Mongolia’s nomadic people live in an unforgiven climate. it takes a certain kind of tradition, knowledge and love for the land to be able to survives living in remote Ger-tents when temperatures drops to - 60 degrees Celsius during winter.

The Mongolian Nomads are amazingly skilled at the art of great cashmere, with traditions passed down for centuries. While other industries rely on unreliable machines to sieve cashmere fibre to determine if it’s A, B or C grade the nomads know their cashmere and looks and measure each strand of combed hair from the goat to determine the exact quality of that particular fiber. Something unique to the Mongolian culture and cashmere sector.

To qualify as A grade each single strand of hair in they yarn must come from the undercoat of the fleece and have fibres longer than 39 micron and be thinner than 17 micron . The fibres used in our yarns averages at 42micron in length and 16.5 micron in thickness, thanks to the skilled nomadic team and their exceptional know how expertise.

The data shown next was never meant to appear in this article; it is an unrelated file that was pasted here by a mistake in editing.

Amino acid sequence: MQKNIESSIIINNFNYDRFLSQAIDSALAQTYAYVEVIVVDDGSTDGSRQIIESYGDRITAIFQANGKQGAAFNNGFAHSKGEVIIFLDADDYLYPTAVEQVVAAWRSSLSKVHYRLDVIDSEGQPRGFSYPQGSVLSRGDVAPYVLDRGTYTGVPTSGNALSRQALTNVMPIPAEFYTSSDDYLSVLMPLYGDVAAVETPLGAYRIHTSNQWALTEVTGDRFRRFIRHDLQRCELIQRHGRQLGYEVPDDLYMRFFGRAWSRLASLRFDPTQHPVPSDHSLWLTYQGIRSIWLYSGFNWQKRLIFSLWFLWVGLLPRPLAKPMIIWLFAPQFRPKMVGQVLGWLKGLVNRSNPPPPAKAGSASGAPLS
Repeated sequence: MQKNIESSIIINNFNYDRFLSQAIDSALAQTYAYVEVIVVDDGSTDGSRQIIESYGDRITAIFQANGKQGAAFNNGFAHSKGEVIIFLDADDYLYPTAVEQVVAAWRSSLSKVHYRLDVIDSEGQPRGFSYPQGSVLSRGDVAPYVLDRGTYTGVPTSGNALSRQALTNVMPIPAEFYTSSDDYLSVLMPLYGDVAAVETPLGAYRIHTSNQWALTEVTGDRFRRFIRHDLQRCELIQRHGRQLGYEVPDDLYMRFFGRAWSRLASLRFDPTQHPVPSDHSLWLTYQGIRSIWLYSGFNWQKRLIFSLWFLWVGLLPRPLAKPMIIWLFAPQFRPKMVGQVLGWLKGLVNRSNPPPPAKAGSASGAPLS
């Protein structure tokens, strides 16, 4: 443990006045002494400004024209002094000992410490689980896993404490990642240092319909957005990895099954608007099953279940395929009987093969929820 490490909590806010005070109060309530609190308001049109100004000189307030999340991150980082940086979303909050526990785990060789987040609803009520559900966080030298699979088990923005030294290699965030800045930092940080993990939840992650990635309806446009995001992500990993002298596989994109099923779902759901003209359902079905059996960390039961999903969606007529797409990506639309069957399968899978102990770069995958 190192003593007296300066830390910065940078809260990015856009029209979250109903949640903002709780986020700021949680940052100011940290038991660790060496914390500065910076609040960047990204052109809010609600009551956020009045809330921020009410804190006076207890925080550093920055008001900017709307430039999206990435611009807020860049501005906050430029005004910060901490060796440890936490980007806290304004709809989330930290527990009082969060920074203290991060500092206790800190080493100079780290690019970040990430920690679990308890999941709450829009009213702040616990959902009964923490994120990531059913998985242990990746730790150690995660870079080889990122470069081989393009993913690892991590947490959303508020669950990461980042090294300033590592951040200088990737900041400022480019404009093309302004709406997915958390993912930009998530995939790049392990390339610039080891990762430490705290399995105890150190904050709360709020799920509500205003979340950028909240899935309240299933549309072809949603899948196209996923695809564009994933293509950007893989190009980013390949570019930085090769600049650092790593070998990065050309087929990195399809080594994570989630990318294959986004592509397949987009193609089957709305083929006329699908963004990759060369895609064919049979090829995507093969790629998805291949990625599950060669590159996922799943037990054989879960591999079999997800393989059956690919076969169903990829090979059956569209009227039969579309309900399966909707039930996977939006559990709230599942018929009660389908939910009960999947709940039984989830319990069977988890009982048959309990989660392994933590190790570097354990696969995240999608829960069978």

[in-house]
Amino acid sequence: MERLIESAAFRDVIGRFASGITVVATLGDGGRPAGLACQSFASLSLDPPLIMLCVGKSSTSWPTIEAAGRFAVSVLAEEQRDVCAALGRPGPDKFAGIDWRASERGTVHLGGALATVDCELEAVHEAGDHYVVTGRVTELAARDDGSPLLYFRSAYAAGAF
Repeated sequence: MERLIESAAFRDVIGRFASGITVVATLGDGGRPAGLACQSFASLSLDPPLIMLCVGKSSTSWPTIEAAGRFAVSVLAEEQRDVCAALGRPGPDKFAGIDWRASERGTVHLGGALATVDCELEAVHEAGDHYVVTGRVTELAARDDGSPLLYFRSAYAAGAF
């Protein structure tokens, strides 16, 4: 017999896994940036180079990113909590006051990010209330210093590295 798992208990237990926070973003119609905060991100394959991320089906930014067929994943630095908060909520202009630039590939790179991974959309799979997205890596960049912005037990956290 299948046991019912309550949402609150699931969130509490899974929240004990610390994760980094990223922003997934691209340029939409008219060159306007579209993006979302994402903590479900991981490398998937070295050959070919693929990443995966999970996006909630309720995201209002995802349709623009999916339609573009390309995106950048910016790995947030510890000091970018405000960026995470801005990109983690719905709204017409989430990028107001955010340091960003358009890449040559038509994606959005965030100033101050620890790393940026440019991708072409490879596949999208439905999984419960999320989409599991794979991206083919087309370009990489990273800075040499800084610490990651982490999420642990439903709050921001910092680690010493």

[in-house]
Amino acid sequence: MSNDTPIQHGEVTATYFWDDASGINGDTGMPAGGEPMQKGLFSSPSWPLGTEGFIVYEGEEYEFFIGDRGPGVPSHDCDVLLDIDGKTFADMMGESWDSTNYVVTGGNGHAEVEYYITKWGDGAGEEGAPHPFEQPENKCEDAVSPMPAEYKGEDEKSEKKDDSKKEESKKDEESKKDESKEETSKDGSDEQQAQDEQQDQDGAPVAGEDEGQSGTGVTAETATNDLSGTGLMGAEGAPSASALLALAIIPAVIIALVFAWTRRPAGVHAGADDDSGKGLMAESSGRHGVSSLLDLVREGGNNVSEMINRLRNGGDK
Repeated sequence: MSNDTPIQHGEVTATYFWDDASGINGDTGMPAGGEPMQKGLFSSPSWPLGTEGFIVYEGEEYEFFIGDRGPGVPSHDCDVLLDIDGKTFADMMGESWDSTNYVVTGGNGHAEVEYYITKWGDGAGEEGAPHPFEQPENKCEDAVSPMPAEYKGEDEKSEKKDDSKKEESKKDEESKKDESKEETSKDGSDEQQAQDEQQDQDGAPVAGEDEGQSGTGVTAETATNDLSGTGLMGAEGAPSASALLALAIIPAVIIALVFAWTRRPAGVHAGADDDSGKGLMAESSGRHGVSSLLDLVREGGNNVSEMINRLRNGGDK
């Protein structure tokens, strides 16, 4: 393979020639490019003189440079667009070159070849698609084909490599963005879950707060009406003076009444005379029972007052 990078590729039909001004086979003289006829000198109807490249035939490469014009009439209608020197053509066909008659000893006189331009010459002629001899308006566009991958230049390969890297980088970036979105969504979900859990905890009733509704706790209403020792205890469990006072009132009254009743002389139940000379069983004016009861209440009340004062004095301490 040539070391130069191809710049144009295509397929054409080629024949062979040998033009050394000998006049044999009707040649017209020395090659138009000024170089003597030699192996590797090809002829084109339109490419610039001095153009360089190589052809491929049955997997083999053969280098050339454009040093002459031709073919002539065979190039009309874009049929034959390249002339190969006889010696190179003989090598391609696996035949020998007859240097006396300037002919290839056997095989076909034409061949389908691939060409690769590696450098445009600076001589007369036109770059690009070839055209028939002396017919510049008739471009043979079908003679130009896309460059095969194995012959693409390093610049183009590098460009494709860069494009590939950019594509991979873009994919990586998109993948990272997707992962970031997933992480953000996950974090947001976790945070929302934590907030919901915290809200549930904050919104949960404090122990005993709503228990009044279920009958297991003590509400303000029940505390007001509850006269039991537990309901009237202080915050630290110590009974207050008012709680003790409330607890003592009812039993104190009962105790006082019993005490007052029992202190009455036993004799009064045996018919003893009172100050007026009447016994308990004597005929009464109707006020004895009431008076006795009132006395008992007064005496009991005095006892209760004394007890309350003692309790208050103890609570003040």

The B & C grade cashmere fibers isn’t waste itself but often sold to China and other cashmere producing countries or sometimes even used as insulation in mattresses and houses.


Having had the opportunity to live with some of Mongolias nomadic families and learn from their lives made us understad the unique secrets to Mongolian Cashmere fiber a bit more which also led us to discovered the other precious animals of the Mongolian Nomads. Animals who just as their goats “friends” live in the same cold climate and have perfected a gorgeous and rare fur know as the The Noble Fiber of Yak and Bactrian Camel.

Animals vitally important to the survival of Mongolia’s nomadic cultures (one of the last on earth) and also important to the survival of the irreplaceable Mongolian wilderness.